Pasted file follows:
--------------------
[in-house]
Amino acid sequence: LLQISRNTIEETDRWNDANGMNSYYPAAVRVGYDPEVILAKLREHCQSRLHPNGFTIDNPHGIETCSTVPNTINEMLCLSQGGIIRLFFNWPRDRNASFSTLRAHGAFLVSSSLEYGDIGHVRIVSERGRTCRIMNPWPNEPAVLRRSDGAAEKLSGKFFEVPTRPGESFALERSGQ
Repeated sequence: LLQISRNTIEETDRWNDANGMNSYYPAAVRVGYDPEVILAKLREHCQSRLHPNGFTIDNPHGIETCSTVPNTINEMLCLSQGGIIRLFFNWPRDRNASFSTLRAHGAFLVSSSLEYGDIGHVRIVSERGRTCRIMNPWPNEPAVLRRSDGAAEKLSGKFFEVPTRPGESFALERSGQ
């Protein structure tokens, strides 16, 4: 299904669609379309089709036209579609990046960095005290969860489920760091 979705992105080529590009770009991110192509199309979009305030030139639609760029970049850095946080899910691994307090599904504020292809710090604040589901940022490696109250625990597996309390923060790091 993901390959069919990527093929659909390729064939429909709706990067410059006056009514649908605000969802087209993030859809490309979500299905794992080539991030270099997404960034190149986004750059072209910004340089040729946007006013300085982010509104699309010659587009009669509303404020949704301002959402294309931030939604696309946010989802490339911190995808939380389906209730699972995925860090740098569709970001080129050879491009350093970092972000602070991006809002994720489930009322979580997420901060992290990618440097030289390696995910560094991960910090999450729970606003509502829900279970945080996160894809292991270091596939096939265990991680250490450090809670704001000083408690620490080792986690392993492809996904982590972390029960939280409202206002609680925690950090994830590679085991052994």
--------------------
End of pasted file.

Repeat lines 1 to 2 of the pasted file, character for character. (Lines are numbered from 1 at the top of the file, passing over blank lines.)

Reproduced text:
[in-house]
Amino acid sequence: LLQISRNTIEETDRWNDANGMNSYYPAAVRVGYDPEVILAKLREHCQSRLHPNGFTIDNPHGIETCSTVPNTINEMLCLSQGGIIRLFFNWPRDRNASFSTLRAHGAFLVSSSLEYGDIGHVRIVSERGRTCRIMNPWPNEPAVLRRSDGAAEKLSGKFFEVPTRPGESFALERSGQ